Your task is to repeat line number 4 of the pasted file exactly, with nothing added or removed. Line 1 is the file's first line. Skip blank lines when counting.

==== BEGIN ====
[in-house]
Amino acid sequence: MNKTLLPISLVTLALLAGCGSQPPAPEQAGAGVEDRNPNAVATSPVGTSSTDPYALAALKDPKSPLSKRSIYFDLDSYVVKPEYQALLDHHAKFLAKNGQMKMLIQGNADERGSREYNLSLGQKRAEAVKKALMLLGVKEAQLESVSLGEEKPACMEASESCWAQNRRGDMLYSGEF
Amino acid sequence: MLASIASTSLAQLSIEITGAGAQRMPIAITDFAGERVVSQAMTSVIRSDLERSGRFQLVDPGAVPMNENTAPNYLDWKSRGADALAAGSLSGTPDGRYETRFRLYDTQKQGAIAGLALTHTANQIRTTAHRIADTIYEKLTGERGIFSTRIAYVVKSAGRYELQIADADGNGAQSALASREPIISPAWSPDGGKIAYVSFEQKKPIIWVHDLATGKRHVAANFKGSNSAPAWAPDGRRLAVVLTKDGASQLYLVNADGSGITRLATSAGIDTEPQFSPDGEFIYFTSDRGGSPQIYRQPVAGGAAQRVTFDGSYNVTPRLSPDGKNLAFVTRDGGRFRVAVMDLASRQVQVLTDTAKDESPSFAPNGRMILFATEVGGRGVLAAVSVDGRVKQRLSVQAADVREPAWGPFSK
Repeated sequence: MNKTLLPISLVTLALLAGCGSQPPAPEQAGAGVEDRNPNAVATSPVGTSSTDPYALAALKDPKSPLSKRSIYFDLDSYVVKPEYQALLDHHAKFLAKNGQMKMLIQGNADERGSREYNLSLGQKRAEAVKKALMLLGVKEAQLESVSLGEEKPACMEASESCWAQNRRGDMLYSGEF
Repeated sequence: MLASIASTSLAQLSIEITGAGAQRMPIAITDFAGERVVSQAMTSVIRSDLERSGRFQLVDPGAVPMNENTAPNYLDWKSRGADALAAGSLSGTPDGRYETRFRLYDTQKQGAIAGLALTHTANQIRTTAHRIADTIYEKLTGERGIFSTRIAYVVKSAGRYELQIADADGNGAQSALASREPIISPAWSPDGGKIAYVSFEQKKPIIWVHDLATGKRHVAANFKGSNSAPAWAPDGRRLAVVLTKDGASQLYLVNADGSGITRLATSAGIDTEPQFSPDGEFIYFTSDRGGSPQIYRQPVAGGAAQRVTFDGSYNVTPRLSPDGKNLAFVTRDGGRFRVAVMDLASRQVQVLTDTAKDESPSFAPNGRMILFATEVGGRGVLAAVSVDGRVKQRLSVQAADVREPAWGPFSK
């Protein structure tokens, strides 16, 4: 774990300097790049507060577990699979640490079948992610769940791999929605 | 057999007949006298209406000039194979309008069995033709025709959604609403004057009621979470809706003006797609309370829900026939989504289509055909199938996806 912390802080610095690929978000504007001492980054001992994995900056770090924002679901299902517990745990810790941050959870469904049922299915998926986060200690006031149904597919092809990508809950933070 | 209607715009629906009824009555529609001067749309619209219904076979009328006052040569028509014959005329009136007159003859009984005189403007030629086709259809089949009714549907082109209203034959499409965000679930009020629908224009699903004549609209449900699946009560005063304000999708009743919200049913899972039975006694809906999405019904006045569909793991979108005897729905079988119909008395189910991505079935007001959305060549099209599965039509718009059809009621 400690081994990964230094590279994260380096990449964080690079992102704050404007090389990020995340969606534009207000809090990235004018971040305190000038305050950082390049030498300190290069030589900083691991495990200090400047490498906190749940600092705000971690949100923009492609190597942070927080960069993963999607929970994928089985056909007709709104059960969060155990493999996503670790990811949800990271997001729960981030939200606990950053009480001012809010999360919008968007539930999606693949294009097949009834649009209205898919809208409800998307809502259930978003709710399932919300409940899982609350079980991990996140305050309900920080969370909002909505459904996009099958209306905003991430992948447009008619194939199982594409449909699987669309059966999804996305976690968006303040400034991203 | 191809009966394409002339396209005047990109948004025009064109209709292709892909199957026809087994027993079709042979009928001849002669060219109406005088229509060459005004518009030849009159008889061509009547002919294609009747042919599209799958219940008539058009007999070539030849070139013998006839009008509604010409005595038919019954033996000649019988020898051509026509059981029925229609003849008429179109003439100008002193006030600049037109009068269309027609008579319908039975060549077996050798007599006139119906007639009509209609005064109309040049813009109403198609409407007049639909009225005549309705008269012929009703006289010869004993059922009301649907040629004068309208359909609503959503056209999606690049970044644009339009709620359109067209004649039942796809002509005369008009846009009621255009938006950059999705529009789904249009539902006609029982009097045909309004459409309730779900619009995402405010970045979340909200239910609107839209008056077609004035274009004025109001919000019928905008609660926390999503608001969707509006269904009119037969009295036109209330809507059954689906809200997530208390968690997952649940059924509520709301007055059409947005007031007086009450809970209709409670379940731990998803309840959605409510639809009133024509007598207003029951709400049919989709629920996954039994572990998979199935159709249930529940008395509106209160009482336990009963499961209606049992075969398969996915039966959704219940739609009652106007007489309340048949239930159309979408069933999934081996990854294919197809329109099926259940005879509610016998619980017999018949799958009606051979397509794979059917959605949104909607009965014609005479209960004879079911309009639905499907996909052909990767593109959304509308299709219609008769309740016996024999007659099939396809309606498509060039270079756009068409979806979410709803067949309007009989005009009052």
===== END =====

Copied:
Repeated sequence: MNKTLLPISLVTLALLAGCGSQPPAPEQAGAGVEDRNPNAVATSPVGTSSTDPYALAALKDPKSPLSKRSIYFDLDSYVVKPEYQALLDHHAKFLAKNGQMKMLIQGNADERGSREYNLSLGQKRAEAVKKALMLLGVKEAQLESVSLGEEKPACMEASESCWAQNRRGDMLYSGEF